In the past week, seawater samples taken near the nuclear power plant, on Japan's eastern coast, have shown elevated levels of radioactive isotopes, including cesium 137 and iodine 131. All life on Earth and in the oceans lives with exposure to natural levels of ionizing radiation—high-frequency radiation with enough energy to change DNA. Most such genetic damage heals, but the addition of human-made radiation can make it harder for the body to repair broken genes.
Radiation concentrations in the Japanese seawater samples have fluctuated in past days, but on Wednesday the amount of iodine spiked to 3,355 times the legal limit for seawater according to Japanese nuclear safety officials. That level is the highest so far—and an indication that more radiation is entering the ocean, though how is still unknown, the agency reported. Cesium was also found to be 20 times its safety limit on March 28.
Once in seawater, radiation can hurt ocean animals in several ways—by killing them outright, creating "bizarre mutations" in their offspring, or passing radioactive material up the food chain, according to Joseph Rachlin, director of Lehman College's Laboratory for Marine and Estuarine Research in New York City.
"There will be a potential for a certain amount of lethality of living organisms, but that's less of a concern than the possible effects on the genetics of the animals that become exposed," Rachlin said. "That's the main problem as I see it with radiation—altering the genetics of the animal and interfering with reproduction."
To make a "credible assessment" of the risk to marine animals, scientists would have to know the actual concentrations of radioactive iodine in the water and fish or other marine animals off Fukushima Daiichi. It's possible that levels of radioactive contamination near the Fukushima nuclear reactors could increase and cause some harm to local marine life. If this happens, the most likely effects would be reductions in reproductive potential of local fishes.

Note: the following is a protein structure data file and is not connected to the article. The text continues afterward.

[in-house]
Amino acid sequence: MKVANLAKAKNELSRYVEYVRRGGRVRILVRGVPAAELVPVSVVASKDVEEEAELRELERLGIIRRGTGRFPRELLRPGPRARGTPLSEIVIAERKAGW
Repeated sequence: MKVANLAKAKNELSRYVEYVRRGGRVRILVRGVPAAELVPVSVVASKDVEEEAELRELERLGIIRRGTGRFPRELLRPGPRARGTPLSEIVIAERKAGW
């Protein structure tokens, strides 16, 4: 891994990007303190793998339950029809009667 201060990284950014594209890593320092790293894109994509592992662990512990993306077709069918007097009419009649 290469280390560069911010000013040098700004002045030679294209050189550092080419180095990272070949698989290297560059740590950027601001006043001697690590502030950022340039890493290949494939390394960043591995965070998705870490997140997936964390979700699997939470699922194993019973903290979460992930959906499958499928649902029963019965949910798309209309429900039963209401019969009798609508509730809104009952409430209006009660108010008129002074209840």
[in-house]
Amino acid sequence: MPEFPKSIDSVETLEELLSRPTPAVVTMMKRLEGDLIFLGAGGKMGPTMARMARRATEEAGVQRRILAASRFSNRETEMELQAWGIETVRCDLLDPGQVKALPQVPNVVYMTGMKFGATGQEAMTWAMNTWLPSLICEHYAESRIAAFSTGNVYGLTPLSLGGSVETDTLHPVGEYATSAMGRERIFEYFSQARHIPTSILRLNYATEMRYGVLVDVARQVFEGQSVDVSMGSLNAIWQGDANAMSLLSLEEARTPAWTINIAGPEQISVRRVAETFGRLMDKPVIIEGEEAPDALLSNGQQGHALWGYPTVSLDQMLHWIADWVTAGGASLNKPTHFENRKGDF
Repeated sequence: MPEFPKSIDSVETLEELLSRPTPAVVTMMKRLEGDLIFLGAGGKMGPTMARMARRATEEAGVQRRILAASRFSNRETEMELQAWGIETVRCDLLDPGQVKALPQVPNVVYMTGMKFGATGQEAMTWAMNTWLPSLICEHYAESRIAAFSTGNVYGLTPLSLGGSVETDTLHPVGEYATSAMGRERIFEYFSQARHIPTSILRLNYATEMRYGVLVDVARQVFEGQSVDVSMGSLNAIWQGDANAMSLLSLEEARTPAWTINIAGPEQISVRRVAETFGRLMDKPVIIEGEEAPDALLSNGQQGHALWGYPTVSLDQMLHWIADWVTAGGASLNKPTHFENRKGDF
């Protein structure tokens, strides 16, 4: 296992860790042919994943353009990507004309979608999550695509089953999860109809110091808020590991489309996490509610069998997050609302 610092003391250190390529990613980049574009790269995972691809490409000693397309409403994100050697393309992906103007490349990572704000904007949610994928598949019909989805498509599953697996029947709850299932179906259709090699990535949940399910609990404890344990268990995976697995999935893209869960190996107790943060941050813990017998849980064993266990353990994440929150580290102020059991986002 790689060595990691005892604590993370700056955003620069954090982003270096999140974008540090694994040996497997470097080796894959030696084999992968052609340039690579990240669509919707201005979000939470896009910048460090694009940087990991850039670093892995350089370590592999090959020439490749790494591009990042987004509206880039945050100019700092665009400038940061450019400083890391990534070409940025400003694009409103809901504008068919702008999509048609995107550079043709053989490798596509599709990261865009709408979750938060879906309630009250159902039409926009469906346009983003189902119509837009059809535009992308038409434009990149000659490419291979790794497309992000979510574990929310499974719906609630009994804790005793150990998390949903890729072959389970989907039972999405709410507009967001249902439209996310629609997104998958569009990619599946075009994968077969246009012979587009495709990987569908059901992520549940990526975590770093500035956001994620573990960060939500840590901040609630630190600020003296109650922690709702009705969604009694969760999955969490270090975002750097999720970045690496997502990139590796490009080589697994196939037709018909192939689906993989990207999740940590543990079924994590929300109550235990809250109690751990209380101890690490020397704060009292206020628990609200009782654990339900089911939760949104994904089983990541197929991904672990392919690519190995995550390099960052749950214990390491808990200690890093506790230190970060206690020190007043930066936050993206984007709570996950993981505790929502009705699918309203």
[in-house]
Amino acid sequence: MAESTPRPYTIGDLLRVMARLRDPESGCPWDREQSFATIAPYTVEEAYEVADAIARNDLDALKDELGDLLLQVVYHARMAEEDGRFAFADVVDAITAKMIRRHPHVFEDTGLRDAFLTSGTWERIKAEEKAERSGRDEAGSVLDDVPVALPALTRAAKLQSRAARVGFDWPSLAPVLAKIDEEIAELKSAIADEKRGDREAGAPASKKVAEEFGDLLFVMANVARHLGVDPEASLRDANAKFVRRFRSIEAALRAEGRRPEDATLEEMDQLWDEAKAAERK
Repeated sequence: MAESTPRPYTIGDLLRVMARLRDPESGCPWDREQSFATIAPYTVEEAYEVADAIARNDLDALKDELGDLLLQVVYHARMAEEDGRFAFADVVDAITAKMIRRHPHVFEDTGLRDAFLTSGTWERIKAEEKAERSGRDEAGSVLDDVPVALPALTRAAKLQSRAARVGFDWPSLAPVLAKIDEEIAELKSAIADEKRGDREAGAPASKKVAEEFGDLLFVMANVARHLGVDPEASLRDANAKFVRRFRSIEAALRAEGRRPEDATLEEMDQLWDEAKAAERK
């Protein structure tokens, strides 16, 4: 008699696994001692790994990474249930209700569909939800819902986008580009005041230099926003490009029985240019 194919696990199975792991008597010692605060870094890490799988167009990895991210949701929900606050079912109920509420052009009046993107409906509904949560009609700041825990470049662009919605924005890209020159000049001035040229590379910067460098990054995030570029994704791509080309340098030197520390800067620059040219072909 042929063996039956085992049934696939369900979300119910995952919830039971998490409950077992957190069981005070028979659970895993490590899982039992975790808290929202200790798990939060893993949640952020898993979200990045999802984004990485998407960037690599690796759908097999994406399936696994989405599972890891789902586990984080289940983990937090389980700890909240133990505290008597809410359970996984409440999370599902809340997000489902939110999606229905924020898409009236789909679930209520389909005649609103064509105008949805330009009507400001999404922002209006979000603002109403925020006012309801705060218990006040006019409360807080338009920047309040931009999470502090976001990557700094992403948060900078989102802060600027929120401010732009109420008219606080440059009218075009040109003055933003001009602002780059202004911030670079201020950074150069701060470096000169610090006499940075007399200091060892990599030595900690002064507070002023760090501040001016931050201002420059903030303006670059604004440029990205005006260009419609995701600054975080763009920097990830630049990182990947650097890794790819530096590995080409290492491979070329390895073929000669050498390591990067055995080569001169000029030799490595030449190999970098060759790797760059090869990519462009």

Marine organisms' eggs and larvae are highly sensitive to radiation, since radioactive atoms can replace other atoms in their bodies, resulting in radiation exposure that could alter their DNA. Most such deformed organisms don't survive, but some can pass abnormalities on to the next generation. Either way, the radiation exposure could hurt the population's ability to survive long-term.
Rachlin thinks the most susceptible critters would be soft-bodied invertebrates such as jellyfish, sea anemones, and marine worms—which can take up the radiation more quickly than shelled creatures. In addition to its threats to reproduction, pockets of radioactive material can can burn fish passing through, hitting them like a stream of searing water. Complicating matters is the fact that predator species in the Pacific such as tuna and sailfish are already stressed by overfishing.
According to chemical oceanographer Bill Burnett, "In the short run
There could also be some movement of radiation up the food chain if animals eat irradiated plants and smaller, radioactive animals. In particular, plants such as kelp can quickly absorb iodine. There's a possibility that the devastation of towns in northeastern Japan caused by the earthquake and tsunami also released toxic metals such as lead into the soil and water. Previous studies have shown that metals can work in concert with radiation to suppress immune systems in vertebrates, making them more vulnerable to disease.
The ocean has a "tremendous capacity" for diluting radiation. The best data comes from nuclear weapons tests in the Pacific in the 1950s and 1960s. There's not much known about radiation in seawater. If the radiation leaks continue for several months, Japan may be dealing with a more serious blow to marine life.(National Geographic)
Worldwide marine radioactivity study (WOMARS)
Basics on genetics
Radioactivity in nature
The radioactive Ocean